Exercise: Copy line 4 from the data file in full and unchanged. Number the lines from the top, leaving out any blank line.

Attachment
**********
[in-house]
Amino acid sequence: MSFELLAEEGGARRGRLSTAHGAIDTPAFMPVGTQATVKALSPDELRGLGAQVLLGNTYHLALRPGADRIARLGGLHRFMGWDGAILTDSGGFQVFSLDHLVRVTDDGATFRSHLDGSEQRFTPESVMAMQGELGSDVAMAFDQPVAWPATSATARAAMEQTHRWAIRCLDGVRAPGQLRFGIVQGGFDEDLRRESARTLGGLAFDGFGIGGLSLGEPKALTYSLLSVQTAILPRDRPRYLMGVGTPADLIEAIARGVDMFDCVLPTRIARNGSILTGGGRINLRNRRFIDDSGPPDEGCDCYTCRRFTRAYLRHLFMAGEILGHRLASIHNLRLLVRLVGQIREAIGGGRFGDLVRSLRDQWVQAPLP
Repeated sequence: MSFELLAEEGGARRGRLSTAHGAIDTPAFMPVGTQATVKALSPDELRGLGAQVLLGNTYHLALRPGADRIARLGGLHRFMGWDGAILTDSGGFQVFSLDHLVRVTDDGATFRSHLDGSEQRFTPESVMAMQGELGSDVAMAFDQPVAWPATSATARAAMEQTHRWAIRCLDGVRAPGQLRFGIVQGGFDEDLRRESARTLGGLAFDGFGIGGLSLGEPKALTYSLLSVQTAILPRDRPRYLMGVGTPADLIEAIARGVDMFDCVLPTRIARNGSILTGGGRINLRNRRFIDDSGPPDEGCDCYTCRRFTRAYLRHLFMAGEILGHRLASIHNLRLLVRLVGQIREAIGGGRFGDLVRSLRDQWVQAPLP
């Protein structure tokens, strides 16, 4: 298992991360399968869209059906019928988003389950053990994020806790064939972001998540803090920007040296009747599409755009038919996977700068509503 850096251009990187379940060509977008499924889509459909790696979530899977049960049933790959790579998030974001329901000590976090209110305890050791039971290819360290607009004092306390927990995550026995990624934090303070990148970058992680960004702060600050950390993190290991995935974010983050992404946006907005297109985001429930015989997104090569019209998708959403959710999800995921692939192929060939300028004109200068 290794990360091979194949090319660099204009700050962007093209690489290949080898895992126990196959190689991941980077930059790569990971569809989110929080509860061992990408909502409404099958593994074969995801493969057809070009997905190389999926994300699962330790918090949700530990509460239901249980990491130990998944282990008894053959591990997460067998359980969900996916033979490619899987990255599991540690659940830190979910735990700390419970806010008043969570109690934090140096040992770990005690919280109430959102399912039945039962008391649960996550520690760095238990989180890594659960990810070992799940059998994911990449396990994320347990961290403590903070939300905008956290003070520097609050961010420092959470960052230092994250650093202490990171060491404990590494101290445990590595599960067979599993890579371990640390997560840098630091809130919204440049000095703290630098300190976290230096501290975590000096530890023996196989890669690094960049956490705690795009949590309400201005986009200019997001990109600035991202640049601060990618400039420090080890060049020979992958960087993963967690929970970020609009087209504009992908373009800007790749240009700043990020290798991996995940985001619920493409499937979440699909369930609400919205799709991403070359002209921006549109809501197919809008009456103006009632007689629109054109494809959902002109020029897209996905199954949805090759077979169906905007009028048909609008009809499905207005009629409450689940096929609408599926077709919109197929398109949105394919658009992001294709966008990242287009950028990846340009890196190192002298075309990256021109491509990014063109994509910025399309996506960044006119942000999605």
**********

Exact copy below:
């Protein structure tokens, strides 16, 4: 298992991360399968869209059906019928988003389950053990994020806790064939972001998540803090920007040296009747599409755009038919996977700068509503 850096251009990187379940060509977008499924889509459909790696979530899977049960049933790959790579998030974001329901000590976090209110305890050791039971290819360290607009004092306390927990995550026995990624934090303070990148970058992680960004702060600050950390993190290991995935974010983050992404946006907005297109985001429930015989997104090569019209998708959403959710999800995921692939192929060939300028004109200068 290794990360091979194949090319660099204009700050962007093209690489290949080898895992126990196959190689991941980077930059790569990971569809989110929080509860061992990408909502409404099958593994074969995801493969057809070009997905190389999926994300699962330790918090949700530990509460239901249980990491130990998944282990008894053959591990997460067998359980969900996916033979490619899987990255599991540690659940830190979910735990700390419970806010008043969570109690934090140096040992770990005690919280109430959102399912039945039962008391649960996550520690760095238990989180890594659960990810070992799940059998994911990449396990994320347990961290403590903070939300905008956290003070520097609050961010420092959470960052230092994250650093202490990171060491404990590494101290445990590595599960067979599993890579371990640390997560840098630091809130919204440049000095703290630098300190976290230096501290975590000096530890023996196989890669690094960049956490705690795009949590309400201005986009200019997001990109600035991202640049601060990618400039420090080890060049020979992958960087993963967690929970970020609009087209504009992908373009800007790749240009700043990020290798991996995940985001619920493409499937979440699909369930609400919205799709991403070359002209921006549109809501197919809008009456103006009632007689629109054109494809959902002109020029897209996905199954949805090759077979169906905007009028048909609008009809499905207005009629409450689940096929609408599926077709919109197929398109949105394919658009992001294709966008990242287009950028990846340009890196190192002298075309990256021109491509990014063109994509910025399309996506960044006119942000999605």